I mean to say, one does not court praise. The adulation of the multitude means very little to one. But all the same, when one has taken the trouble to whack out a highly juicy scheme to benefit an in-the-soup friend in his hour of travail, it’s pretty foul to find him giving the credit to one’s personal attendant, particularly if that personal attendant is a man who goes about the place not packing mess-jackets.
But after I had been splashing about in the porcelain for a bit, composure began to return. I have always found that in moments of heart-bowed-downness there is nothing that calms the bruised spirit like a good go at the soap and water. I don’t say I actually sang in the tub, but there were times when it was a mere spin of the coin whether I would do so or not.
The spiritual anguish induced by that tactless speech had become noticeably lessened.
The discovery of a toy duck in the soap dish, presumably the property of some former juvenile visitor, contributed not a little to this new and happier frame of mind. What with one thing and another, I hadn’t played with toy ducks in my bath for years, and I found the novel experience most invigorating. For the benefit of those interested, I may mention that if you shove the thing under the surface with the sponge and then let it go, it shoots out of the water in a manner calculated to divert the most careworn. Ten minutes of this and I was enabled to return to the bedchamber much more the old merry Bertram.
Author: P.G. Wodehouse
Synopsis: Bertie Wooster has plans to help a sensitive friend into a successful wooing, while also trying to patch up his cousin’s engagement and soften a potential misunderstanding between his favorite aunt and uncle. To his chagrin, however, everyone seems to want his servant Jeeves’ advice instead—the more so as his helpful suggestions begin to go extraordinarily wrong.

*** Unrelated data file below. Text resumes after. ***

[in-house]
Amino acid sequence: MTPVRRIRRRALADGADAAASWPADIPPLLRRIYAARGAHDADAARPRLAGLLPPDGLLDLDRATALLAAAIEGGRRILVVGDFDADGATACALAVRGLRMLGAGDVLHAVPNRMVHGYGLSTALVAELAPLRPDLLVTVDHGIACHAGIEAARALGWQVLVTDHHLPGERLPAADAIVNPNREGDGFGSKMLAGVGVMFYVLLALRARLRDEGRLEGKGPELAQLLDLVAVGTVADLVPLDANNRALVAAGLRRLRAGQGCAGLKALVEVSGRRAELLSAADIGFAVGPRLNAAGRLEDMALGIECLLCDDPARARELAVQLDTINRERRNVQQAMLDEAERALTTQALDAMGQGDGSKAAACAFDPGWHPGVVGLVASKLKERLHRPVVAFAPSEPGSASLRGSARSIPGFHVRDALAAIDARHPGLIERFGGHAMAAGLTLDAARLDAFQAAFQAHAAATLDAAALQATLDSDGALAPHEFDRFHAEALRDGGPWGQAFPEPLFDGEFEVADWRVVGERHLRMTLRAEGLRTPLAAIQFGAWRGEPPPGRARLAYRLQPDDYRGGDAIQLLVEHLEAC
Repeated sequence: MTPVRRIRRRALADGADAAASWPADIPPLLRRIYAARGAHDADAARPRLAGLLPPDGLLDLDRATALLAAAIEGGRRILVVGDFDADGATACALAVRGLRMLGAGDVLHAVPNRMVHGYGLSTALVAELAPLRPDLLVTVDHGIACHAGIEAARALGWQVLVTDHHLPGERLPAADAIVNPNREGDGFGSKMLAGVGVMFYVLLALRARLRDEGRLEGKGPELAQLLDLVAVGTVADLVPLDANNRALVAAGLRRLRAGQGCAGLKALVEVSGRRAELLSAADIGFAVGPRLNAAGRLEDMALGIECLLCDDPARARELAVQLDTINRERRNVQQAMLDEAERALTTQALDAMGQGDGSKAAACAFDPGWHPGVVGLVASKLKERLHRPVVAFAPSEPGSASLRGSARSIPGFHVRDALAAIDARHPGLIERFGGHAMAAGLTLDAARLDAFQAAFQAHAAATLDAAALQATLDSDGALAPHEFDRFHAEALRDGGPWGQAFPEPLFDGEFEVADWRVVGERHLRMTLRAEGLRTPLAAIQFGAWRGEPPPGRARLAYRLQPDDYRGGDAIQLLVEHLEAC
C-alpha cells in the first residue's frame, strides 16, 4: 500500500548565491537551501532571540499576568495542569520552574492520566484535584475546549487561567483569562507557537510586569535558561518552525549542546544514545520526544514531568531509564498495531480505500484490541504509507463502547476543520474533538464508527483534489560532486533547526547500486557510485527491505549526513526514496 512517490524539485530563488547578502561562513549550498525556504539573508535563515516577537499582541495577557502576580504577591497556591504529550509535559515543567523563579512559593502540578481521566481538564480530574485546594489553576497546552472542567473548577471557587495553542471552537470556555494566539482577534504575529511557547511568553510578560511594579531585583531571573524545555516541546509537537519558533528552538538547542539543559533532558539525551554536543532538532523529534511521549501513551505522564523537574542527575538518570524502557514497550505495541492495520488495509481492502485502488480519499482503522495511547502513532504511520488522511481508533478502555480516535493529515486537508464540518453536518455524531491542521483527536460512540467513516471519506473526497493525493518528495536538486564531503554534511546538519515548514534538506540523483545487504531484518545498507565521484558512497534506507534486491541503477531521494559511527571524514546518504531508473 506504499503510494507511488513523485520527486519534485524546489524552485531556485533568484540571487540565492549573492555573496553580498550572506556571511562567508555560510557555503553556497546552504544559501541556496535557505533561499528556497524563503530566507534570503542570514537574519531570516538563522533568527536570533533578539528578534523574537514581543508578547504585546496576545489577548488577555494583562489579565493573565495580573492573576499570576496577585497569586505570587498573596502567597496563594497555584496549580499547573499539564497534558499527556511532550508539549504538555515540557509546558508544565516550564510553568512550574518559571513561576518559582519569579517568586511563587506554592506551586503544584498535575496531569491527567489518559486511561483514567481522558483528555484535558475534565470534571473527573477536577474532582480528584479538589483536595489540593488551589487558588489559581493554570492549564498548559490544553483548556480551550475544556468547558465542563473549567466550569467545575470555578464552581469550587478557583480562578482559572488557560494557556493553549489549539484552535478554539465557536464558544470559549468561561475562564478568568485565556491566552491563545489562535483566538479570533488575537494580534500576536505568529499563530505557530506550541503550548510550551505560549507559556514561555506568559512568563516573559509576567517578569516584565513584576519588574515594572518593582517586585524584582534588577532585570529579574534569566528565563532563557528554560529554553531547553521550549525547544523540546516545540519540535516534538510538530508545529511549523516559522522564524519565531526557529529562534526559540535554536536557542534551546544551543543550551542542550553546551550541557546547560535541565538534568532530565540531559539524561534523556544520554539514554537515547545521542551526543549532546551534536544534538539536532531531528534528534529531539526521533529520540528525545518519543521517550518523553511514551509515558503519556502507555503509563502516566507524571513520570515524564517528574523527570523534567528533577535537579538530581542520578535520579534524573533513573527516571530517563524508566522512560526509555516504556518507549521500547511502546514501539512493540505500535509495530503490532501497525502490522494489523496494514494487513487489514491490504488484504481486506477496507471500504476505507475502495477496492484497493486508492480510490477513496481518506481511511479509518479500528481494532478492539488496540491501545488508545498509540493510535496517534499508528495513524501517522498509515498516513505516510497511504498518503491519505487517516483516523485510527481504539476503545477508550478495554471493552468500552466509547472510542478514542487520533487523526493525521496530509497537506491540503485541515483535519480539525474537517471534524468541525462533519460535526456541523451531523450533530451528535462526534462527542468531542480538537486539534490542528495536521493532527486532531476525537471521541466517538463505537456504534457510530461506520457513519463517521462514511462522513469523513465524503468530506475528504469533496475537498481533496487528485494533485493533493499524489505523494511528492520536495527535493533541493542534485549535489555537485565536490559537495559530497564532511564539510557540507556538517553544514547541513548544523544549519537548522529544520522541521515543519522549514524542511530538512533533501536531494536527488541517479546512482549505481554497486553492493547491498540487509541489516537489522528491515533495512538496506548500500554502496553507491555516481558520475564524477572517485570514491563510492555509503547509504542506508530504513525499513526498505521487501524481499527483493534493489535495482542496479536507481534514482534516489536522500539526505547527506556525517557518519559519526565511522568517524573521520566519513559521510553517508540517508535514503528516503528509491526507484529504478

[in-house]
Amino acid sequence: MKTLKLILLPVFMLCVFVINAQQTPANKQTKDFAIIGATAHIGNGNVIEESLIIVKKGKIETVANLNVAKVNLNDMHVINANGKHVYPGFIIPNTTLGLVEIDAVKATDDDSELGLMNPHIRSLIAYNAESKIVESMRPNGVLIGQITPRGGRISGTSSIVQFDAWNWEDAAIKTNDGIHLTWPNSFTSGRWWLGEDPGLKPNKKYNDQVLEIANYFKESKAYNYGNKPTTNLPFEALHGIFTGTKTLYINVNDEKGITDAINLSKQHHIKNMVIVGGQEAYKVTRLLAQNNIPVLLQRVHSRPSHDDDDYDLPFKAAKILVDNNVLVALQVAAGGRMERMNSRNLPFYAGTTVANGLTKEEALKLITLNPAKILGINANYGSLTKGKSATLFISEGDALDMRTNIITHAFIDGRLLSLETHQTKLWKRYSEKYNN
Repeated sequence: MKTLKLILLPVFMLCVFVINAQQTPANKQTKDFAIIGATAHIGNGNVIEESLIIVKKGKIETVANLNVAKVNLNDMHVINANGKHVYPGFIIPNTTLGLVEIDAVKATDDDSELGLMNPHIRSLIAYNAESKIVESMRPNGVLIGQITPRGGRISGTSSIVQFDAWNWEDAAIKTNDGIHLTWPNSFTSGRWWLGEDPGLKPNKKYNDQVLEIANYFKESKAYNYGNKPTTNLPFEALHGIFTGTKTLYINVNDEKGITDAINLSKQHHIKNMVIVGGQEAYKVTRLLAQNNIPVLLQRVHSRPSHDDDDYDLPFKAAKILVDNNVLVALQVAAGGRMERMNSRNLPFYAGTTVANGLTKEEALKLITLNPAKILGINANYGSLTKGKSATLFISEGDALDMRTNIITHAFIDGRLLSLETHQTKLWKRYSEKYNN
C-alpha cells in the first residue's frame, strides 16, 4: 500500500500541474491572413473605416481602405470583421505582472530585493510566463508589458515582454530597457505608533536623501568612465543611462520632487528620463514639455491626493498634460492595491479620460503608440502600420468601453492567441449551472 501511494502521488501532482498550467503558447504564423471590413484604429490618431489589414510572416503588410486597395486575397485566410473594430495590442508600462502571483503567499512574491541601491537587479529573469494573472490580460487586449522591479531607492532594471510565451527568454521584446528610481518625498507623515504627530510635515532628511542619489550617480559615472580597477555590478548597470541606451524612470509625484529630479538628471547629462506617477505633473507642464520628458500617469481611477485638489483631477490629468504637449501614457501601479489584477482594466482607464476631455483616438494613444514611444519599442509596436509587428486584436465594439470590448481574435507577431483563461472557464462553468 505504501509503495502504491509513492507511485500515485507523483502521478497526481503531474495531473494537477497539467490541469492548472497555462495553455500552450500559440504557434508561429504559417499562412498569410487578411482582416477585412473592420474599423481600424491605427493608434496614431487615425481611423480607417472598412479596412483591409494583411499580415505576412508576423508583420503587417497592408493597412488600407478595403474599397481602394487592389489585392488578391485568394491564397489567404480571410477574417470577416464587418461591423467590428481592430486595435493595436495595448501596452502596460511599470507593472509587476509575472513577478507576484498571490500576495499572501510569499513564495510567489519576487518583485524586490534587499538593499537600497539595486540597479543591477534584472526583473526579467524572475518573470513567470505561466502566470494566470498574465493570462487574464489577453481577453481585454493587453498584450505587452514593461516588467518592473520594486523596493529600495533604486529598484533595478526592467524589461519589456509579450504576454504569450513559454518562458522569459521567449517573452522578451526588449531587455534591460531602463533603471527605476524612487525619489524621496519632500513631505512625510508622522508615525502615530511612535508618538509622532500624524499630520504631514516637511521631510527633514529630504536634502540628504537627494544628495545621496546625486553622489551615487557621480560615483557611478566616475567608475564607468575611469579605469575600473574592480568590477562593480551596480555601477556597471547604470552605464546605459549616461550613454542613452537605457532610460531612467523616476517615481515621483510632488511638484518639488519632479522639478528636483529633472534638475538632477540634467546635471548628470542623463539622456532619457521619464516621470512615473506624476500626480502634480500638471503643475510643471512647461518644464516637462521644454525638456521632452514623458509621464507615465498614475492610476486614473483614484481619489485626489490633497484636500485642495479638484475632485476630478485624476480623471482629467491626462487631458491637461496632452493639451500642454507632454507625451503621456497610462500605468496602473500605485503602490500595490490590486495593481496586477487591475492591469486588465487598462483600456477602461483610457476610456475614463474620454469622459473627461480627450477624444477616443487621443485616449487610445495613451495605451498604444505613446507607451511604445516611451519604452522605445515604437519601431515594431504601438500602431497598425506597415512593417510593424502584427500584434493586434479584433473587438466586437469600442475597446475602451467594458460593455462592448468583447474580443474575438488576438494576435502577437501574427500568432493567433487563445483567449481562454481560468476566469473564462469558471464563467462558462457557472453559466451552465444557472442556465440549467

Notes: I read this book for two reasons: one, I knew from acquaintance with Psmith that Wodehouse is a funny man, and I was in the mood for some lighthearted reading, and 2) I did not know who Jeeves and Wooster were, but everyone else seemed to, and I was tired of my ignorance.
Not since Spindle’s End have I laughed out loud so heartily and so often at a novel. I loved Wooster’s cheerful narrative; it was childlike to the point of innocence, it was full of fun, it was hilarious. I loved the clarity of the other characters’ motivations, frustrations, and feelings, despite being seen through such a confused filter. And the classically comic setups, full of human foibles and absolutely devoid of shock value, were great fun.
There’s not much more I can say. Bertie Wooster speaks for himself, and I think it’s worth letting him.
This is a great read, especially for reinforcing a cheerful mood. It would go well with sunshine and a cold drink of the reader’s choice. Possibly whiskey and orange juice, which appear together in the story—although for myself, I prefer my orange juice with champagne.